Gaining ground on the ever so over populated post-hardcore scene rises Florida’s own Broadway presenting you with their debut full length, Kingdoms. As you place the headphones upon your ears please keep your hands inside the ride at all times and prepare for the following: infectious melodies, deep growls, technical guitar work, a cohesive rhythm section, and guest vocals from Jonny Craig and Craig Owens. If any of the preceding frighten you, please remove your ear phones and listen to The Fray.
To open their debut album Broadway gives you 24 seconds of anticipation in an introduction track that flows perfectly into the first song, “Redeeming The Monster,” a composition that truly exemplifies everything this album has to offer in 3 and a half beautiful minutes worth playing over again and again. From the catchy guitar work to the range of lead singer Misha, Broadway doesn’t let up through the entire song with a chorus to die for in the melody section. It even contains what I may reach out on a limb and say is the first guitar ‘solo’ in a post-hardcore song. Near the end is a series of sweeps followed by a nice lead line to finish it up.
As the album furthers, you truly begin to realize why these boys stand out from their predecessors. The guitar work is to be rivaled by some of the great post-hardcore acts out there. With riffs filled to the brim with technicality (“Don’t Jump The Shark” verses) and yet remain catchy show their ability to combine the separate powers of bands around them that crutch upon one talent (read: catchier than Dance Gavin Dance, but just as technical). The overall abilities of each individual member helps them stray from becoming one of the far too many cookie cutter ‘high pitched vocals meets metal riffs’ bands out there. But Broadway even knows when to take a break and give you a perfectly placed breakdown to raise your fist (or punch the kid next you) to.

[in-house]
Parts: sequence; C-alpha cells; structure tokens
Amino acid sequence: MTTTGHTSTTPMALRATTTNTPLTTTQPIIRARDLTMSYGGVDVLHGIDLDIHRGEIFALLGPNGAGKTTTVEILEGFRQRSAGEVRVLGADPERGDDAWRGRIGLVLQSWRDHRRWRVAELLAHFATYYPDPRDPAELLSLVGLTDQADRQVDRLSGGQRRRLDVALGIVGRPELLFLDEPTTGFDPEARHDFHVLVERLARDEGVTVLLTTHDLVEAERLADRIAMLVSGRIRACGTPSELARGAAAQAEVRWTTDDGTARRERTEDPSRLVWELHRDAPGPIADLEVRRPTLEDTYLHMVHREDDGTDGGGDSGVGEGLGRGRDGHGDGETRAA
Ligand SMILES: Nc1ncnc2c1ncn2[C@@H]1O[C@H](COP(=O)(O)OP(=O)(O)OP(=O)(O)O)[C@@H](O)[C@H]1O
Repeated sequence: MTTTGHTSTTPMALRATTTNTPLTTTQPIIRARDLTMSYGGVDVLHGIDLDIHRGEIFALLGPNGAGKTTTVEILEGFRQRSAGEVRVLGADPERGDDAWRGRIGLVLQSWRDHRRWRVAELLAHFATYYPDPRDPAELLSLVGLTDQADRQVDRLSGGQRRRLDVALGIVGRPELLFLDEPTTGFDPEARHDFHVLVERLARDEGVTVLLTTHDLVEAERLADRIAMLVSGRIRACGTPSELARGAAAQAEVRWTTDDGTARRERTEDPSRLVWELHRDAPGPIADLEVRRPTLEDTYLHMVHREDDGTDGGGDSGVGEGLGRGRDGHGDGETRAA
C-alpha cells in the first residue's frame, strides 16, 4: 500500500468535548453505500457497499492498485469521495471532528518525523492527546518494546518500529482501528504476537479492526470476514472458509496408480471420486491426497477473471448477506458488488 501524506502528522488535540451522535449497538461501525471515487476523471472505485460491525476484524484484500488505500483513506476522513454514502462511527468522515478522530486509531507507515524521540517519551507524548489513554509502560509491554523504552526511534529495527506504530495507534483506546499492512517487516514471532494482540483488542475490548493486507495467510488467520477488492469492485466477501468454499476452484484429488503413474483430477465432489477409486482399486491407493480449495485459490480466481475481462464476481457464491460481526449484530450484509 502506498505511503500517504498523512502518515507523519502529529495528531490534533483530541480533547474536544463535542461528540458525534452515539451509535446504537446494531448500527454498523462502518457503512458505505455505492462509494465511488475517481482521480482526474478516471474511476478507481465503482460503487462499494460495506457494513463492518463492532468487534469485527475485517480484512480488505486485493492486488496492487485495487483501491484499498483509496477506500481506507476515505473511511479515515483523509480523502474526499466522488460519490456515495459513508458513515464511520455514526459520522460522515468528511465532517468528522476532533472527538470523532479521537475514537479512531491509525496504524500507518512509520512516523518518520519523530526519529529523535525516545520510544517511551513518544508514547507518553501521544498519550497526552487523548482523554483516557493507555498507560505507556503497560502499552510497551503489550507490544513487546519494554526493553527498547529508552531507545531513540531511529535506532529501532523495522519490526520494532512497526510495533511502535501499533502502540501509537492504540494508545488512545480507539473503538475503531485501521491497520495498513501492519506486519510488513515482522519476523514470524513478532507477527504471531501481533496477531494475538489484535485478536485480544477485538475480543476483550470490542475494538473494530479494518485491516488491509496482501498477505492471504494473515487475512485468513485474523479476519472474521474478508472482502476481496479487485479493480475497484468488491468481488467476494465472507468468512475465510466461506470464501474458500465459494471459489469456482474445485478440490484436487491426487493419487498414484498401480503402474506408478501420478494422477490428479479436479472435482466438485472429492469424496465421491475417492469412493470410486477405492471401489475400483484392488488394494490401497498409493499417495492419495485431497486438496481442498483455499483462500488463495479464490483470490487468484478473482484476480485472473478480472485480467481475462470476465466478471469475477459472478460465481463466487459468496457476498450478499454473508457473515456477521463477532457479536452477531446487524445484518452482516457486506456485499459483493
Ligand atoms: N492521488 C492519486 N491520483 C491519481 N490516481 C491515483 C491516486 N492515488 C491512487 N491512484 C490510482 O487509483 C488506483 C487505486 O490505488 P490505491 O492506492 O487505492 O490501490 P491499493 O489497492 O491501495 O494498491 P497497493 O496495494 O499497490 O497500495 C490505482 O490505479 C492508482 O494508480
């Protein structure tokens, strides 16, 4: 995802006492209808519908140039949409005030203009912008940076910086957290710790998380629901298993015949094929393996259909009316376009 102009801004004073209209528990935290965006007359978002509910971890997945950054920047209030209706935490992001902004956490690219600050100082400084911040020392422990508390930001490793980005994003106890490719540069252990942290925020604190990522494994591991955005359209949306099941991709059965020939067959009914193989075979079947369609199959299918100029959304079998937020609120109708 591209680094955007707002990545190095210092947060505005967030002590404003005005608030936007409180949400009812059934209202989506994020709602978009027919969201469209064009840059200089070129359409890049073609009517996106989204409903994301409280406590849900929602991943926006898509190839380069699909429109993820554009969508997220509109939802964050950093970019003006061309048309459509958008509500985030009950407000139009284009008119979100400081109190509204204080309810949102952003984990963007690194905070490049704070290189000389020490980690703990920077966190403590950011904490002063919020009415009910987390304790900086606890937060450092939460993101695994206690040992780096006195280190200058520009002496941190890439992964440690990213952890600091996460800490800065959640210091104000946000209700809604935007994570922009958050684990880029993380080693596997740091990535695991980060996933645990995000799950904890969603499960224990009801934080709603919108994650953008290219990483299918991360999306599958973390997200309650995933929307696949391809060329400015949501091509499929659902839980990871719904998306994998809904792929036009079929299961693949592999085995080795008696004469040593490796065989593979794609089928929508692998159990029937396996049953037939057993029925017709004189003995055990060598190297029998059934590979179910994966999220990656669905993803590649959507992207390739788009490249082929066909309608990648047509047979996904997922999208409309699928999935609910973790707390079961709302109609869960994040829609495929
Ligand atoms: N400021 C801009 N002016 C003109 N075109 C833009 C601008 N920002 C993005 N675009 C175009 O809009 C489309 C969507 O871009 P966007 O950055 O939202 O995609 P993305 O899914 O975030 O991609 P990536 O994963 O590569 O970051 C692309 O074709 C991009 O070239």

Many listeners of this genre thrive upon the ever so loved high pitched singing of vocalists such as Craig Owens and Jonny Craig; whom both appear on this album. This brand of listener will not be disappointed in this department one bit as Misha brings forth a range to die for and crafts melodies in his upper register that may make you fall to your feet in awe. The most astounding part of Misha’s vocals is actually that he reaches these notes night after night, yet also does the growls for Broadway. While he may be able to have a ridiculous upper register in his singing voice, his scream is deep, full, and nothing short of beautifully chaotic. A winner of a vocalist, for sure.
What may be one of the best releases of 2009 will most definitely rocket these Orlando gentlemen into the forefront of the scene alongside acts such as Chiodos and Emarosa; the latter of which they are on tour with currently along with Burden of a Day, In Fear and Faith, I See Stars and Our Last Night. I wish to only see this band prosper and watch them grow as musicians in the future with even more great tunes.